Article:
When North Americans aren't bowling alone, we're drinking, reading, and laughing together with people who are like us. The media with which we engage, our friends, our neighbourhoods, and, increasingly (sadly) even our churches are filled with people like us. We might differ from these people on minor points, but, in general, we stick with what we know and, perhaps more importantly, what makes us feel good.
Political parties, as always, have noticed this, and exploit these tendencies by routine use of a wedge to carve these various self-selecting groups into potentially winnable constituencies. As a result, while the conversations in our living rooms and across our fences are amiable and comfortable, our politics exude a special type of nastiness; extreme politics, if you will.
What can be done? Democracy relies on civil, principled debate, and perhaps more importantly, the willingness to have your mind changed by your opponent's logic, emotional pleas, or the ethos exemplified by her community. Persuasion is integral to a healthy democracy, and persuasion can only take place when you routinely interact with people different than yourself.
But, as sociologists continue to tell us, and as outfits like Sun TV and Rabble.ca proliferate, we are increasingly unlikely to interact or listen in any substantial way with and to those with whom we have fundamental differences.
Is Canadian democracy doomed?
Some, like Gregory Wolfe, think that beauty will save the world. I think he's on to something, but I wonder if even this might be a bit too much for us to bear. Beauty, after all, can be frightening in its scope. Perhaps we might start a bit smaller and operate according to the mustard seed principle of politics.
The mustard seed principle—a hypothesis as yet unencumbered by evidence—is that those institutions which mean the least to political parties matter the most to the overall health of a functioning constitutional democracy. In Canada at least, with the space increasing between those who hold to orthodox Christian beliefs and the concerns of political parties, the church might be the best example of such an institution.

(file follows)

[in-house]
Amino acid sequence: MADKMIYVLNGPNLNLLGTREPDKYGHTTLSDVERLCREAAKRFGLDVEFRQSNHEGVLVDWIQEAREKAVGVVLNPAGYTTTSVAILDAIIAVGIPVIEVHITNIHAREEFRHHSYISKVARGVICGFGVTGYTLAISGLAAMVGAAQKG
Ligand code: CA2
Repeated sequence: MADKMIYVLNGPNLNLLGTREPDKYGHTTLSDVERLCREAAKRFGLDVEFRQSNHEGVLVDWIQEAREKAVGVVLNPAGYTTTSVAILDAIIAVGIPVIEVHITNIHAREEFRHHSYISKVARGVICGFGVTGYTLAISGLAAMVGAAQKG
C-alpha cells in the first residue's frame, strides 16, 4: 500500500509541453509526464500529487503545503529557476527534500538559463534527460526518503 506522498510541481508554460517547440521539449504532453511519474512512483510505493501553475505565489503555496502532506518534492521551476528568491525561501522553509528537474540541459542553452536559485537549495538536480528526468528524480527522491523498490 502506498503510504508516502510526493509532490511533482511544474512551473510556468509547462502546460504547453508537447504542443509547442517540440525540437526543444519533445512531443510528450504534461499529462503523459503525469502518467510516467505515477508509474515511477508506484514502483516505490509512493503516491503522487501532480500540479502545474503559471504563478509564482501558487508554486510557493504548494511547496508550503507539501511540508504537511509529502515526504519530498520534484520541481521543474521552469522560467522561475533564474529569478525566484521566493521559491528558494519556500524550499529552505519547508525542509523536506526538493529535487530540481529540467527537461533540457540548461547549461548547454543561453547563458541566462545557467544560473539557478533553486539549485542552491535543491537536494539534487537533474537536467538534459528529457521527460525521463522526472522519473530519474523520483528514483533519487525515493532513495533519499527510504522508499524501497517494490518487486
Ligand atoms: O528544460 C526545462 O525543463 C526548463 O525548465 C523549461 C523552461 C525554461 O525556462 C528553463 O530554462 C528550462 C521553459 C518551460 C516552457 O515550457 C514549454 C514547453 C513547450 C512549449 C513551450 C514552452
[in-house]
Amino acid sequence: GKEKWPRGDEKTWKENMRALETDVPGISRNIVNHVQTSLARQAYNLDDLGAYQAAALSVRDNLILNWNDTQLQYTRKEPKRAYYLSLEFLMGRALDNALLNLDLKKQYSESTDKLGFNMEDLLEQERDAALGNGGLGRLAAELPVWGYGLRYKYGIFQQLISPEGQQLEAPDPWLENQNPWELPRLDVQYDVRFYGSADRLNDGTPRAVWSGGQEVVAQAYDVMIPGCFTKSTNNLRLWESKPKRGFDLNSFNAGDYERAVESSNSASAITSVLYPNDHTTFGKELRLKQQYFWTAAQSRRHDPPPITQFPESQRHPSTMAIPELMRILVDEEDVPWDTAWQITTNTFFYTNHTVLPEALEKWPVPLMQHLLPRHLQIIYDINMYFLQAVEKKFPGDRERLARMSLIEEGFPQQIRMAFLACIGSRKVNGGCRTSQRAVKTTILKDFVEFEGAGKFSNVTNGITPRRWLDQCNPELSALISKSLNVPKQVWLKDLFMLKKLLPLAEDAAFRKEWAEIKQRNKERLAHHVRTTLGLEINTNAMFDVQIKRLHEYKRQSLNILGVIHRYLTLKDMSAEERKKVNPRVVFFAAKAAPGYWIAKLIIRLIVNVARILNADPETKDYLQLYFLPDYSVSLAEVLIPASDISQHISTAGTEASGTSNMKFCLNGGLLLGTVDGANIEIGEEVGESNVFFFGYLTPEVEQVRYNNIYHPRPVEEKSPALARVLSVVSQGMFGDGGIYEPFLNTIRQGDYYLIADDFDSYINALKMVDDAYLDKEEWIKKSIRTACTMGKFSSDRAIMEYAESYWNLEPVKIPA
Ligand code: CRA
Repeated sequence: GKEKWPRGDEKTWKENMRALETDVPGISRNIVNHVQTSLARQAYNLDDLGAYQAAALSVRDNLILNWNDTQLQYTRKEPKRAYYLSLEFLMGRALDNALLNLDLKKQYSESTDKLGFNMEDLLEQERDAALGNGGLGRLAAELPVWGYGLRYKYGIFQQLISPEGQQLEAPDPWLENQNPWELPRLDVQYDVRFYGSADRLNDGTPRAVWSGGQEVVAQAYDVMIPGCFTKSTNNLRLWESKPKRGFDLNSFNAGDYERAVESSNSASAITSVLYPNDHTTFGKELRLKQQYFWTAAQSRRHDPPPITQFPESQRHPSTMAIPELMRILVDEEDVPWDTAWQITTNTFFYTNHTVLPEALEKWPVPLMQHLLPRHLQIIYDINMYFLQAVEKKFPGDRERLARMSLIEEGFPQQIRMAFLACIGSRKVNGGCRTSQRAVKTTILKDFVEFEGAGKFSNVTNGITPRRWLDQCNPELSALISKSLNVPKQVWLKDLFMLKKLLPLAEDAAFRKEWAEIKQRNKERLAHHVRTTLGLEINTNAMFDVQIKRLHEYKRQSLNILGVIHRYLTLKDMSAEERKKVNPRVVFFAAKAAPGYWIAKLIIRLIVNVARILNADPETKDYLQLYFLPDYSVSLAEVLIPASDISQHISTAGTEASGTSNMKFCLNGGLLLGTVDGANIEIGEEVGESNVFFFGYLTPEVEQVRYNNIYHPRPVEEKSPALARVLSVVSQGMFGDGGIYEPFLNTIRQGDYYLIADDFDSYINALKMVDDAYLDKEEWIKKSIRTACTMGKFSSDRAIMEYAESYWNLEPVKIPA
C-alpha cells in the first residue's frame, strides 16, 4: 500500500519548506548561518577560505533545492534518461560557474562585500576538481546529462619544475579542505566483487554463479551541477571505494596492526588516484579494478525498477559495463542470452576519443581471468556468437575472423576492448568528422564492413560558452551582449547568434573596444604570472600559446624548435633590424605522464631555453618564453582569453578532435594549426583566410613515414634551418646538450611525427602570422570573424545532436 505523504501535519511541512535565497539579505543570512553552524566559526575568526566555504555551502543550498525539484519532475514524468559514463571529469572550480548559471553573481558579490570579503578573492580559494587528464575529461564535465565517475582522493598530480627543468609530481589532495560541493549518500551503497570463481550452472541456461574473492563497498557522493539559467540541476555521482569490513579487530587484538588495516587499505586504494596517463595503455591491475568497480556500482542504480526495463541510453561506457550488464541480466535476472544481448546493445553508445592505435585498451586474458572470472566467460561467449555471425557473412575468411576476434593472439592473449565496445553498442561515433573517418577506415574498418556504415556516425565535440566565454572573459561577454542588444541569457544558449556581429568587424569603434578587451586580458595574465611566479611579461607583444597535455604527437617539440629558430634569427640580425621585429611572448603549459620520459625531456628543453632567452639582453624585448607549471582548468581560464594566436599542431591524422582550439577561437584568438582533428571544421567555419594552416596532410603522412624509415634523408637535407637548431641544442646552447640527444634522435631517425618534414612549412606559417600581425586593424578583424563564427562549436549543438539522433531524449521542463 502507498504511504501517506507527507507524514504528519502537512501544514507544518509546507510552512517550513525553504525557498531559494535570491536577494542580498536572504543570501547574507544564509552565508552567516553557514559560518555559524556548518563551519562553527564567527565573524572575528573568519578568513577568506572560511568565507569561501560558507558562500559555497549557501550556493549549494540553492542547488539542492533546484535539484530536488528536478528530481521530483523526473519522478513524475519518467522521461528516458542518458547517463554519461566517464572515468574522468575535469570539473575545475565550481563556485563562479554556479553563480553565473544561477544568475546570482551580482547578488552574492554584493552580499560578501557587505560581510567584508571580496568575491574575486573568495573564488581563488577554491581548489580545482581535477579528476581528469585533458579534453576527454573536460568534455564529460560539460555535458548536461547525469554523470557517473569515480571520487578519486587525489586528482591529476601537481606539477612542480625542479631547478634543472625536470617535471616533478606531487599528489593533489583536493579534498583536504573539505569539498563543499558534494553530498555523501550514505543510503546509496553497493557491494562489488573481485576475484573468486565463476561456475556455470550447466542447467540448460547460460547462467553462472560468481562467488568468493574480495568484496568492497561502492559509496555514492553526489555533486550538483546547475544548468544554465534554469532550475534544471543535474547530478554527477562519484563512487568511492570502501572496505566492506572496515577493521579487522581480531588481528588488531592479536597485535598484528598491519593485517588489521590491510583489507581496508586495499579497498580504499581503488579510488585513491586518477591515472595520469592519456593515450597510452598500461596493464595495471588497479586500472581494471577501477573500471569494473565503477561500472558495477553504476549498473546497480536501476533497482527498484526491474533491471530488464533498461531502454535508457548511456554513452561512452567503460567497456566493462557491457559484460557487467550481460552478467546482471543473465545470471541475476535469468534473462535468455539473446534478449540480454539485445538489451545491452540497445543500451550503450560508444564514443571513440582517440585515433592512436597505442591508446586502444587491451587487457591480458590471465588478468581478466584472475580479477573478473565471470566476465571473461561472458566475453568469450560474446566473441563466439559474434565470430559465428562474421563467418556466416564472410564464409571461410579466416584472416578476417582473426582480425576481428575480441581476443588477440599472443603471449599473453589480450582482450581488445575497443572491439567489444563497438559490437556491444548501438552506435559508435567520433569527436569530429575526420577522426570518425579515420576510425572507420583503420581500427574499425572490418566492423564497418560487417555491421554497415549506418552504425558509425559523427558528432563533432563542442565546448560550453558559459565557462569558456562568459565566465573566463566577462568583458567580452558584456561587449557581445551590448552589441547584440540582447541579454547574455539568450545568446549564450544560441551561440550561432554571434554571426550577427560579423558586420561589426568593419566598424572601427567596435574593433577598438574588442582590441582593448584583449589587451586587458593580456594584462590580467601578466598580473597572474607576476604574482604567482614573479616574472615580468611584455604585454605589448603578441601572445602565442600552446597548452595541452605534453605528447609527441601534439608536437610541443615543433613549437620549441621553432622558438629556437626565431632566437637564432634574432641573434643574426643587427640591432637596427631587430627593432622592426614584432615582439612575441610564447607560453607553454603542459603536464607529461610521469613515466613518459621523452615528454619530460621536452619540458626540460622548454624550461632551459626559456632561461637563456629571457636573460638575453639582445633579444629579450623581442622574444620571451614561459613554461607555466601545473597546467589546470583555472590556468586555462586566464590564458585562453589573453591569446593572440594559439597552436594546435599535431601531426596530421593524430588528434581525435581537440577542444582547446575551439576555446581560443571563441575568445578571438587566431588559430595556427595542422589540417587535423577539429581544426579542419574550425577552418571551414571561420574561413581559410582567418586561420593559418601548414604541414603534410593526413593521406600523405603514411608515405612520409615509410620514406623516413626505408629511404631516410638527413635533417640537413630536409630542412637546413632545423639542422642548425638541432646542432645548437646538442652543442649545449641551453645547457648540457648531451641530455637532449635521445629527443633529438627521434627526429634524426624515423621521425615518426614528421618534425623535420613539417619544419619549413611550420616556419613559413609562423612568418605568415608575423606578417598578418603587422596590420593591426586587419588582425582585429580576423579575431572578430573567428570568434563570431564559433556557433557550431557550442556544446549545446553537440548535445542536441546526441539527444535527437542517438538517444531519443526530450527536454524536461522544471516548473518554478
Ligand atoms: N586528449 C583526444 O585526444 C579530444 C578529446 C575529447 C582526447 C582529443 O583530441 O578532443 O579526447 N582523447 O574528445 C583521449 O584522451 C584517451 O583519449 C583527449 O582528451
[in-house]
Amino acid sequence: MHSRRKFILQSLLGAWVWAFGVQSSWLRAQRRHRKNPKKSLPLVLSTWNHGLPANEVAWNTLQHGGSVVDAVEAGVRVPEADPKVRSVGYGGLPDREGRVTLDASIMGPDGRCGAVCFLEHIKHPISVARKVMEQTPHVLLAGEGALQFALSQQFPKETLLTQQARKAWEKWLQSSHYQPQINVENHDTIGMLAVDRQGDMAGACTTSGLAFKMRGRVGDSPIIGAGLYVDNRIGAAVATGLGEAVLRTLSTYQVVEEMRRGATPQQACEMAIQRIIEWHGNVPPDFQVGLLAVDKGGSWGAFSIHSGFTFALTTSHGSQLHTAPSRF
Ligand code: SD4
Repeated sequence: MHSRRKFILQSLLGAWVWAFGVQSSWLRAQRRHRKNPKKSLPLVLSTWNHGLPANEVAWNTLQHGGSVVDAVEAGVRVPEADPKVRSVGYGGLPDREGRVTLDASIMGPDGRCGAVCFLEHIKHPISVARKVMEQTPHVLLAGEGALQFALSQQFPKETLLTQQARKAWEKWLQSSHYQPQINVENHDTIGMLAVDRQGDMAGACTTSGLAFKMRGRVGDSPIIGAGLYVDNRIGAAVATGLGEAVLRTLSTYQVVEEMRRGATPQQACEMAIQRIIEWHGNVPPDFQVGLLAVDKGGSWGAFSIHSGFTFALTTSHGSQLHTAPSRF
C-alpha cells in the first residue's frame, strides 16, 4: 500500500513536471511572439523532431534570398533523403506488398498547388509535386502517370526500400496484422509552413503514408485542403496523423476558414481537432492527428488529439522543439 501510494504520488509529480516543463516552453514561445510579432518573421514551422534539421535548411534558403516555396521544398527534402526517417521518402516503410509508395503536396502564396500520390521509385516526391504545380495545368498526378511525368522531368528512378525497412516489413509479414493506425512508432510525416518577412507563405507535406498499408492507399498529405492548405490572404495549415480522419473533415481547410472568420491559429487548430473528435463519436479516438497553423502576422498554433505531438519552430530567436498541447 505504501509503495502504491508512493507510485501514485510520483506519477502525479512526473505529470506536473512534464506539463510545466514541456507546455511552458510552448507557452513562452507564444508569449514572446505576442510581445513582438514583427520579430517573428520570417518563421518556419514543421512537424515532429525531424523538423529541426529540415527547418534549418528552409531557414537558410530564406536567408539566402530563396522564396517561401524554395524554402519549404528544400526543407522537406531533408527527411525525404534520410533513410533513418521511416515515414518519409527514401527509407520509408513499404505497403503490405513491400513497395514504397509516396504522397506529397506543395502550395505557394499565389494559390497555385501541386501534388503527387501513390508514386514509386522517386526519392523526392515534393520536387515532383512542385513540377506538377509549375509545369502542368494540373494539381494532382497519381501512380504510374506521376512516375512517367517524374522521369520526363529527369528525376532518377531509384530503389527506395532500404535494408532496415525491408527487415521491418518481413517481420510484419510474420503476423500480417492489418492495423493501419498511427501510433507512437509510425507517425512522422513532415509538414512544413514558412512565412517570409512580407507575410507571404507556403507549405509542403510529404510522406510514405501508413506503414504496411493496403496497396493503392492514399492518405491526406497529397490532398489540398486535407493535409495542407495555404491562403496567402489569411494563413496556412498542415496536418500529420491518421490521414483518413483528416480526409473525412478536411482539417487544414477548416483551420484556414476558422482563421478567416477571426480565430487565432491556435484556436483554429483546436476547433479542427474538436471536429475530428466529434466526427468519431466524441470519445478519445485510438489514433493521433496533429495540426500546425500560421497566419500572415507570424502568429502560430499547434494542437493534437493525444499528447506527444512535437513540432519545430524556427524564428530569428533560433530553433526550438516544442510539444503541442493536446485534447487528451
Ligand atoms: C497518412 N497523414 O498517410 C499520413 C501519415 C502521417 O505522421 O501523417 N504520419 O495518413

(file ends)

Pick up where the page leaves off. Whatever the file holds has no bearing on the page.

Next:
The community garden might be another. Most big cities have them these days, and it is interesting to note the strange mixture of people that are drawn to growing their own food in little plots. On a given evening at the garden I'm a part of, you can see wealthy, poor, black, white, men and women, lefties and libertarians, and everyone else in between. And, in the midst of sharing space, watering cans, and advice on how to deal with beet leaf miners, one gets the sense that what is happening is both unique and healthy. The tropes that political parties would have us believe about our neighbours—that the rich don't care about the poor, for instance, or that the poor are lazy—seem slightly less plausible when you see a wealthy gardener help out a struggling neighbour with watering, or when you see the care invested in tender lettuces by the neighbourhood welfare recipient. Gardens might not save the world. They might not even save Canadian democracy. But the green shoots of civic virtue needed for healthy politics are cultivated there, and that's a start.